Although The Diner’s menu offered no collards or turnip greens, no limas or black-eyed peas, it did suggest fried chicken or a fried bologna sandwich as lunch-time features. Once having tasted a fried bologna sandwich when I was living in Mississippi, I felt no need to return to that childhood experience. Instead, I ordered the fried chicken; but the waitress informed me that they had “already run out ‘cause folks bought up the breasts for their Easter fixins tomorrow.”
|The historic Diner in Denmark, South Carolina, posts the daily special in the front window.|
I settled for grilled chicken with mashed potatoes and green beans, none of which, disappointingly, were prepared Southern style.
An hour or so later as I drove into Augusta, I found the city’s information center and the Augusta Museum of History with an exhibit about a century of baseball from Cobb to Cal: Ty hailed from Augusta and Ripken now owns the Augusta GreenJackets. The first professional baseball team in Augusta had taken the field in 1909, and through the years the Augusta teams have been known by various names. My favorites, even surpassing the stylish GreenJackets, are the “Dollies” of 1919 and from 1922 to 1929, the “Tygers”--with the spelling variation a tribute to Ty Cobb, who starred with the Detroit Tigers for most of his career.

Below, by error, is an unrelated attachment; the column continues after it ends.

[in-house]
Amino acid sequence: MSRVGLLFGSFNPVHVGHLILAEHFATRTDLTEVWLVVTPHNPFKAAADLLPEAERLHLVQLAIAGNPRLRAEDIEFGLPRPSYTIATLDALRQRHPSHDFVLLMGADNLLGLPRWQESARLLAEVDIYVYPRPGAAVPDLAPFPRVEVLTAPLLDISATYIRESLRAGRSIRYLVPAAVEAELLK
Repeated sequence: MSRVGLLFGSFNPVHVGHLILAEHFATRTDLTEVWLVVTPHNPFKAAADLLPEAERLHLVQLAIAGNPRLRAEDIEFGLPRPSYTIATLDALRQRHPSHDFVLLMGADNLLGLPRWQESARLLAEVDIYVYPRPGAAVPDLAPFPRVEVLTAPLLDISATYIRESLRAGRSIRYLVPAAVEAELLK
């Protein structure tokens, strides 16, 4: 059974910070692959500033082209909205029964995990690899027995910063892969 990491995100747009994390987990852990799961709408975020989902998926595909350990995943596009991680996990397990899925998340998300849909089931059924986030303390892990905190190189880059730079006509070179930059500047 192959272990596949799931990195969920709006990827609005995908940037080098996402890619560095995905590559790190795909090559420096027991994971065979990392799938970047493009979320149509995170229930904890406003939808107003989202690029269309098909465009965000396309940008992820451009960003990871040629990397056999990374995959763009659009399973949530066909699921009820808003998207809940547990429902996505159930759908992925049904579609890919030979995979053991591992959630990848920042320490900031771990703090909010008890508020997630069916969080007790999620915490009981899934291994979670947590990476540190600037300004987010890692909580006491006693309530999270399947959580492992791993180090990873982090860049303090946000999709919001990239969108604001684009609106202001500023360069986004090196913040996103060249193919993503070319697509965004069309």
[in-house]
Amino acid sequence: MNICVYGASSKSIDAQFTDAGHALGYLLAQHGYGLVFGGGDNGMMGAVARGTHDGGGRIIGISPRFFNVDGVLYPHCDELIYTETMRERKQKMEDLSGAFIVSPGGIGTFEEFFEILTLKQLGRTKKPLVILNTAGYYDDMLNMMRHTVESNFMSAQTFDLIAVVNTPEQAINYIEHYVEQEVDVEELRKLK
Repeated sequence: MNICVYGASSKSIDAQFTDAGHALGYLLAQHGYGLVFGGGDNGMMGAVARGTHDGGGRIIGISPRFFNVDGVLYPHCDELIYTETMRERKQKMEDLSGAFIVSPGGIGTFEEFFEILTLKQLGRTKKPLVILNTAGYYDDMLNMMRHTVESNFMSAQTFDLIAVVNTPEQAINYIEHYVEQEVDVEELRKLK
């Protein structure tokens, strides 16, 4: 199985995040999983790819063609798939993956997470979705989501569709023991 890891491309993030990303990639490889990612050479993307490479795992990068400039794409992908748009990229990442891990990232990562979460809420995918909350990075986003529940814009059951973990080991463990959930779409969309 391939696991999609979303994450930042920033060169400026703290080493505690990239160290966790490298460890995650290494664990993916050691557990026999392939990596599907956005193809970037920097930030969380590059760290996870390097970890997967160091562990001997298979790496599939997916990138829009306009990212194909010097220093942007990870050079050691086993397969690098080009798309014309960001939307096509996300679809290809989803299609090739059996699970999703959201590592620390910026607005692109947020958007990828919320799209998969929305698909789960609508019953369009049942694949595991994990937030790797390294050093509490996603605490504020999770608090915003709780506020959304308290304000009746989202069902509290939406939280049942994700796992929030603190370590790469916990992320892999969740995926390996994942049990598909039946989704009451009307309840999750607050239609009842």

The GreenJackets’ ballpark also pays a simple tribute to Cobb. Rather than posting the fence distance in the power alleys or centerfield, the ballpark displays a single distance in left field, more toward the foul line than in the power alley. It reads: .366—Cobb’s lifetime batting average.
Before I moved to the home plate area to sing the anthem, GreenJackets’ pitching coach Steve Kline, a veteran Major League pitcher known for his affable nature, chatted with me about inconsequential matters until he learned that I was singing the anthem. Then he said simply, “Bring it home.”
|Happy Savannah in Augusta|
Apparently, I did. He “high fived” me as I left the field. And after I took my seat, a fan in the row in front of me turned and offered a more surprising response, saying simply, “Nice singing.” Savannah was her name. Four years old, she later shared with me her drawing of a happy girl like her, happy to be at the ballpark.
There’s really nothing quite like Southern graciousness and charm Georgia-style.